You stay true to your roots in that you incorporate numerous elements of your Latino heritage into your music. Tribal percussion, flamenco guitars, Spanish lyrics, it’s all there. What is your take on staying true to ones roots?
Cristian: I think like as I stated earlier, it’s the only thing that we have that really makes our music personal to who we are as people and that’s the only thing that can make music original. If you ask a lot of bands well how is your music personal to you, well perhaps they’d say, well I wrote a story about this girlfriend I had and it’s a story about her. And to me it would be like saying, well I wrote a song about my Adidas sneekers that I have, but you know, a band already did that so I wouldn’t write a song about an Adidas pair of sneekers.

To me, it’s a way of making music personal and truly original. Like System of a Down, as much as people may hate on System of a Down, it’s like, man they took their music and personalized it to who they are and unless people really do that, music is just going to be a one way road. Metal is going to be a one way road and if you’re metal, this is what you are and that’s it and the kids are going to buy the same record over and over because all the bands are going to sound alike. And if you’re hip hop it’s going to be a one way road and you gotta talk about being a gangster. And if you’re metal, you better be real metal and talk about dragons or having your heart broken. And if you’re punk rock which is the only thing I love about punk rock, that at least still maintains true, even though Green Day’s new record could have been a little tougher, I loved the fact that they stayed true to the punk rock belief, which is to rebel against everything that is conformed.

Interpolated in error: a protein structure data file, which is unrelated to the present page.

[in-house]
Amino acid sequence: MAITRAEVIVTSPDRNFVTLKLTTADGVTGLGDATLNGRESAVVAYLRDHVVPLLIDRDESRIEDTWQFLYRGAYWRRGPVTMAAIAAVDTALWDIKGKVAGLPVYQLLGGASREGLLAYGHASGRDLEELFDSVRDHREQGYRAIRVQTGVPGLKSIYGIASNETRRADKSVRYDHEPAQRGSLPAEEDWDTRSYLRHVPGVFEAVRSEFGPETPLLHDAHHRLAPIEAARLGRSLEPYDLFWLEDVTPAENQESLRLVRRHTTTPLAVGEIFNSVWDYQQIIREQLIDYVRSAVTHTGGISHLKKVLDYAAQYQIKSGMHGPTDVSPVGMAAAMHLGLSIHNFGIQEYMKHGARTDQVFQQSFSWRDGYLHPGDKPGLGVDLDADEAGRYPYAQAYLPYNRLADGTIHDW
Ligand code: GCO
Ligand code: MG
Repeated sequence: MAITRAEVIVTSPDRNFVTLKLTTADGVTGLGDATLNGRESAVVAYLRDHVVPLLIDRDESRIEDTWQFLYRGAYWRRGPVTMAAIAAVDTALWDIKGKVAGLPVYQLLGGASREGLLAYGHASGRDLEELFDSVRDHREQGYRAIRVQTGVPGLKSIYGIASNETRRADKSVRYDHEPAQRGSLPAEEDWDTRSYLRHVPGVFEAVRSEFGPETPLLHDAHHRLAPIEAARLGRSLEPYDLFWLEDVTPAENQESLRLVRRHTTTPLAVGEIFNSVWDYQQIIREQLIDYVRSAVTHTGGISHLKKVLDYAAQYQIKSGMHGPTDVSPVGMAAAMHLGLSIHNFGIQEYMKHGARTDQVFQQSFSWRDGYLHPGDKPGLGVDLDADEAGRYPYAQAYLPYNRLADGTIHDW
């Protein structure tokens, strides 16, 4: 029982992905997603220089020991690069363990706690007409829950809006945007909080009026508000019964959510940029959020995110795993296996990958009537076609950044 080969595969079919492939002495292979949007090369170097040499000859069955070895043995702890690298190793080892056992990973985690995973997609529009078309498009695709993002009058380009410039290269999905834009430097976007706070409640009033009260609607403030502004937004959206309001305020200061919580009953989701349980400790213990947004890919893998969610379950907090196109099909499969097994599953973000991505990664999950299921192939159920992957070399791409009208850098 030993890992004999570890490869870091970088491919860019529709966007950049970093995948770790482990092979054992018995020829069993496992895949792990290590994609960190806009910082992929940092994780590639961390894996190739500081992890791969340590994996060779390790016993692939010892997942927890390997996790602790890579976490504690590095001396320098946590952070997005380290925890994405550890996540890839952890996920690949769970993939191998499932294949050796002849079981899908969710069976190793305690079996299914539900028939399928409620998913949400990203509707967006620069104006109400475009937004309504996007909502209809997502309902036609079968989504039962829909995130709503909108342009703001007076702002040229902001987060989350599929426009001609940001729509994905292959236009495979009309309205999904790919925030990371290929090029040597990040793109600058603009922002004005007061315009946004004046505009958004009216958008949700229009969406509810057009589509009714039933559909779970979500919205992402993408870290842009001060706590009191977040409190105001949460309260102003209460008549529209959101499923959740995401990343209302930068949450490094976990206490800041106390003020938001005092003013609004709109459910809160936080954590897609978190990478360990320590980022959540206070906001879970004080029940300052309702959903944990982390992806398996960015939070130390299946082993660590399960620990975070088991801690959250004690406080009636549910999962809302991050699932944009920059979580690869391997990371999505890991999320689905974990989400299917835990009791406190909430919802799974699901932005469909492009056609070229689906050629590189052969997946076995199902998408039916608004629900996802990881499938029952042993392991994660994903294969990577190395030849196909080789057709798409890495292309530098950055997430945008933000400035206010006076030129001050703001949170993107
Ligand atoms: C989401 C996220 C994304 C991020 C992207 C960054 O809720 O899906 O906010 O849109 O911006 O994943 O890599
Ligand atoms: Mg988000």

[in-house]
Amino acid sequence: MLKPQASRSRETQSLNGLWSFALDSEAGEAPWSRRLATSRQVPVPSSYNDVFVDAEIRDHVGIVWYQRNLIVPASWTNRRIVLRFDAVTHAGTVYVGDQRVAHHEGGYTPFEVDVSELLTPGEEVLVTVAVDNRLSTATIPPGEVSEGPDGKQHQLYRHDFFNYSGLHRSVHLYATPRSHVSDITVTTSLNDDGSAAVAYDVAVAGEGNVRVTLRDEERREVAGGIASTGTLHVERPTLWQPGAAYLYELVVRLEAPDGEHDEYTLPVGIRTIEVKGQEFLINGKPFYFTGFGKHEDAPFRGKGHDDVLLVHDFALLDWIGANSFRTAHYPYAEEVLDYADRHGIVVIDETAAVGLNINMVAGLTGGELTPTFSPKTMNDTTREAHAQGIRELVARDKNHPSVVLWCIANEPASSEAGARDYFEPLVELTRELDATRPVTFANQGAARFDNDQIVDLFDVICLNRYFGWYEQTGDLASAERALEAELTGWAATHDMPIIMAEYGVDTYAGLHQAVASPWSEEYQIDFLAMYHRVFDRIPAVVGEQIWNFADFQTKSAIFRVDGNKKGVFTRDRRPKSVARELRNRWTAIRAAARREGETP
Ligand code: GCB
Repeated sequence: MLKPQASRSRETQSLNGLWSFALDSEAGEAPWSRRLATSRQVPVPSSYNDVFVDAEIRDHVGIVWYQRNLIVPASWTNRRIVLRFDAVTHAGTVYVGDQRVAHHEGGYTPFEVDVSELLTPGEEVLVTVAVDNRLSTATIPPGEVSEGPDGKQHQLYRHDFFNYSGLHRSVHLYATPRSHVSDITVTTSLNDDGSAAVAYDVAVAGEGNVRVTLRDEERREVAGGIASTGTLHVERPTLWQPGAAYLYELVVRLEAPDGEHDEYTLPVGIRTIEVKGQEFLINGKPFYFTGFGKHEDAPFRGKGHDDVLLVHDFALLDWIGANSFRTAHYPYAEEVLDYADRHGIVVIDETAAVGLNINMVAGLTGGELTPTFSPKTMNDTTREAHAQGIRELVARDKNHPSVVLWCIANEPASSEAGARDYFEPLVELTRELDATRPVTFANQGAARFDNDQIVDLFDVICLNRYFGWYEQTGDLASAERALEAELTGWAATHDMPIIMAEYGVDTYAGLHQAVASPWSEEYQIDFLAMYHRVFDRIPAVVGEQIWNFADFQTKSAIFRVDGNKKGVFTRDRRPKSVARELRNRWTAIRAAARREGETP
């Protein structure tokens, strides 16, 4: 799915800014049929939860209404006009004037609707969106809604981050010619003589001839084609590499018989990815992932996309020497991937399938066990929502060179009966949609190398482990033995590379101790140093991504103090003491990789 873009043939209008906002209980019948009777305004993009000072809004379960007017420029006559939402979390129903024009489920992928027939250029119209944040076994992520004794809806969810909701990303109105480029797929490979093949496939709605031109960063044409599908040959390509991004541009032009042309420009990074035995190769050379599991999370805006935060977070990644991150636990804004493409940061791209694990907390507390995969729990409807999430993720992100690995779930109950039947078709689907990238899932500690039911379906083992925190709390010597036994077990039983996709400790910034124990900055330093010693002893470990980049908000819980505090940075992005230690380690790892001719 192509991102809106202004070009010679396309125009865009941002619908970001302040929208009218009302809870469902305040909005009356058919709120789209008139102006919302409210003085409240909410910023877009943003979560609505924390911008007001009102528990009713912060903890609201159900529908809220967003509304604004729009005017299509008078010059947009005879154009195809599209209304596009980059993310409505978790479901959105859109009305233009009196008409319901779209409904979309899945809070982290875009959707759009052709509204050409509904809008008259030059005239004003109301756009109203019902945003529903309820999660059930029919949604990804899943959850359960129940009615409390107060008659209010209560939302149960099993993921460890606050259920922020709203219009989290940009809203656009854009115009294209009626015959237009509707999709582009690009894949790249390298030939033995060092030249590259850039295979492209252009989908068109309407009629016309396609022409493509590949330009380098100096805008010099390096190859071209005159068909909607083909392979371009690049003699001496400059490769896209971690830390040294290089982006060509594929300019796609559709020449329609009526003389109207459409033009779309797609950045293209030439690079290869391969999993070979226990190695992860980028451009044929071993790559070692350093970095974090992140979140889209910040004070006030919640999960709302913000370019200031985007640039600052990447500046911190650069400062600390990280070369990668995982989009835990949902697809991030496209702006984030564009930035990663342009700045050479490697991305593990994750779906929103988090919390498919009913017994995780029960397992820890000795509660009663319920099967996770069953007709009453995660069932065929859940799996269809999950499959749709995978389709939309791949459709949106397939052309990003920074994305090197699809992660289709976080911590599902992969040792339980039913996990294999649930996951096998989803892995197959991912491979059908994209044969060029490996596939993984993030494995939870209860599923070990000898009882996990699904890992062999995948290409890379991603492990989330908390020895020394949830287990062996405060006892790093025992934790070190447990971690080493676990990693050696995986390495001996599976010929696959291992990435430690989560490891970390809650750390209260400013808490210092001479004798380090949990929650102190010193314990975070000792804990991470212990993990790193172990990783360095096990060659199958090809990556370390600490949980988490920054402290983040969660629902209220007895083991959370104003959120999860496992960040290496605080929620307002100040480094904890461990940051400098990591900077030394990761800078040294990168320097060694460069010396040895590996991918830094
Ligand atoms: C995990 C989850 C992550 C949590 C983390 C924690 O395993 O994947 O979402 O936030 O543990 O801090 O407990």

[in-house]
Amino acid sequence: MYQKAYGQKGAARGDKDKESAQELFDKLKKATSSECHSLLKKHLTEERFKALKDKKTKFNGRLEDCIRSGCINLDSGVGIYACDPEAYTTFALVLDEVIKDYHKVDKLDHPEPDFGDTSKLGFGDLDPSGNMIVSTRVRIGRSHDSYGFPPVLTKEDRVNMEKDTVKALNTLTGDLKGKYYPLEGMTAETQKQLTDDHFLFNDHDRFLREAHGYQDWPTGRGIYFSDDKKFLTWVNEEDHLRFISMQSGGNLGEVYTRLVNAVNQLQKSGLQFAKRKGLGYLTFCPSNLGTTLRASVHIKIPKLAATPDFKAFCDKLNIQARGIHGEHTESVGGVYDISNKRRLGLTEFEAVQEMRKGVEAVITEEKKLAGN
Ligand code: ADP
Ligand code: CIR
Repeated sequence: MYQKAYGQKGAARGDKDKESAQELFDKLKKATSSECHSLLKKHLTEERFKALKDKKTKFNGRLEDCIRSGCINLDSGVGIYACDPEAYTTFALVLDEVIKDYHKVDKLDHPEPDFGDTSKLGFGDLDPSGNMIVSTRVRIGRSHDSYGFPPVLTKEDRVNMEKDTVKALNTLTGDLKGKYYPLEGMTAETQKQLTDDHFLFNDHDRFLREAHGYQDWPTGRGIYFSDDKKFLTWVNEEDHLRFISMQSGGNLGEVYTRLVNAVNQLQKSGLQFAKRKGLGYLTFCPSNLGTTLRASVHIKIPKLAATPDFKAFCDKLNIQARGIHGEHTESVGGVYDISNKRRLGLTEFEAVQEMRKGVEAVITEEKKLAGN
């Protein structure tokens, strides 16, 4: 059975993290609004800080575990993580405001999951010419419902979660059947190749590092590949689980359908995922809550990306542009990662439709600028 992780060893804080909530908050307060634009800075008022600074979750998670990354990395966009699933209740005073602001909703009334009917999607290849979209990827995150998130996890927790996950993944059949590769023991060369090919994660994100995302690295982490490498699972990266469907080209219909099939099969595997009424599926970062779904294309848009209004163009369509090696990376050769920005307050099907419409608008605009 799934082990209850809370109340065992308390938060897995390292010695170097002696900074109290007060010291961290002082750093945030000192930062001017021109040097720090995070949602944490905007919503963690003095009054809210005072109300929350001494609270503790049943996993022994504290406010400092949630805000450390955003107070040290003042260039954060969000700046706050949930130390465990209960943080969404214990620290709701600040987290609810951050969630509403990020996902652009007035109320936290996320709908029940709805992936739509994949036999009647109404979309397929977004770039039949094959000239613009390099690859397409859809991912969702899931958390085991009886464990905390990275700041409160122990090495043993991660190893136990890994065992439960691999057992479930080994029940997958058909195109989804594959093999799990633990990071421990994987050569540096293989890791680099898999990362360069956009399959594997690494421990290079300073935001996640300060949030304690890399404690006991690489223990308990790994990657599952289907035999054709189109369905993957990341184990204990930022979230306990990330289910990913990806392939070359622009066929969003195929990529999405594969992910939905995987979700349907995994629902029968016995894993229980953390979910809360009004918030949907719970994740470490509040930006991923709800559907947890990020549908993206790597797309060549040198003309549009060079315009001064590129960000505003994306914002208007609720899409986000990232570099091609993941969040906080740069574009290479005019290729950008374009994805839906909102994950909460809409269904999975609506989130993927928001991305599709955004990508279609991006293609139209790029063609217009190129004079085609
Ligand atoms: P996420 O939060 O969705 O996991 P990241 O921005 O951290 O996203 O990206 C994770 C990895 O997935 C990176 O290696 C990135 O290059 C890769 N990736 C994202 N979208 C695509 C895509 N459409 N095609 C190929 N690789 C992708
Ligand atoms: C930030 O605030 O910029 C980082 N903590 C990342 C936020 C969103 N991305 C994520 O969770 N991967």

With all of these varied influences do you ever have difficulties when writing material or do these extra elements give you more material to work with?